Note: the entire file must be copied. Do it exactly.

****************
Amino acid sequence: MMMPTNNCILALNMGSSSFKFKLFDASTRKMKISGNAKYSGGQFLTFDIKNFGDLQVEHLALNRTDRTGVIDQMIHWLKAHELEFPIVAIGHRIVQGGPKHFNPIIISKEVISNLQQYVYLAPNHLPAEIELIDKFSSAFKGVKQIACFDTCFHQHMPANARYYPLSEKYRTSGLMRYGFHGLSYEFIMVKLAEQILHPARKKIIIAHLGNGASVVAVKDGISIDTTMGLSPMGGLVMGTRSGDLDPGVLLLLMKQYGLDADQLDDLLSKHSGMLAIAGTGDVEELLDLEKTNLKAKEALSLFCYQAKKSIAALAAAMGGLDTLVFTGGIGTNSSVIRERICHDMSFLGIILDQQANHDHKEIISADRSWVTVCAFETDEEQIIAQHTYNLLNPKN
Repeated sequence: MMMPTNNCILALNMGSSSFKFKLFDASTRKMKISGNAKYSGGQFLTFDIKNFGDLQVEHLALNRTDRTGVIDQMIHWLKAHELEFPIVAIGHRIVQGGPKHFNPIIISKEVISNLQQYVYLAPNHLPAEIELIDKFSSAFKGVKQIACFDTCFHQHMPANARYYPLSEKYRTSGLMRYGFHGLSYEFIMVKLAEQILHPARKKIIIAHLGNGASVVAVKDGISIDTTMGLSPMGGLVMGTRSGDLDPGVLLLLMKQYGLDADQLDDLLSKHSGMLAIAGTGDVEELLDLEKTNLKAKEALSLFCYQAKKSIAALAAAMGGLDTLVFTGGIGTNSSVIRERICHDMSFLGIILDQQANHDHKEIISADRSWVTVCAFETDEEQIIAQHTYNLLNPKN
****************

Amino acid sequence: MMMPTNNCILALNMGSSSFKFKLFDASTRKMKISGNAKYSGGQFLTFDIKNFGDLQVEHLALNRTDRTGVIDQMIHWLKAHELEFPIVAIGHRIVQGGPKHFNPIIISKEVISNLQQYVYLAPNHLPAEIELIDKFSSAFKGVKQIACFDTCFHQHMPANARYYPLSEKYRTSGLMRYGFHGLSYEFIMVKLAEQILHPARKKIIIAHLGNGASVVAVKDGISIDTTMGLSPMGGLVMGTRSGDLDPGVLLLLMKQYGLDADQLDDLLSKHSGMLAIAGTGDVEELLDLEKTNLKAKEALSLFCYQAKKSIAALAAAMGGLDTLVFTGGIGTNSSVIRERICHDMSFLGIILDQQANHDHKEIISADRSWVTVCAFETDEEQIIAQHTYNLLNPKN
Repeated sequence: MMMPTNNCILALNMGSSSFKFKLFDASTRKMKISGNAKYSGGQFLTFDIKNFGDLQVEHLALNRTDRTGVIDQMIHWLKAHELEFPIVAIGHRIVQGGPKHFNPIIISKEVISNLQQYVYLAPNHLPAEIELIDKFSSAFKGVKQIACFDTCFHQHMPANARYYPLSEKYRTSGLMRYGFHGLSYEFIMVKLAEQILHPARKKIIIAHLGNGASVVAVKDGISIDTTMGLSPMGGLVMGTRSGDLDPGVLLLLMKQYGLDADQLDDLLSKHSGMLAIAGTGDVEELLDLEKTNLKAKEALSLFCYQAKKSIAALAAAMGGLDTLVFTGGIGTNSSVIRERICHDMSFLGIILDQQANHDHKEIISADRSWVTVCAFETDEEQIIAQHTYNLLNPKN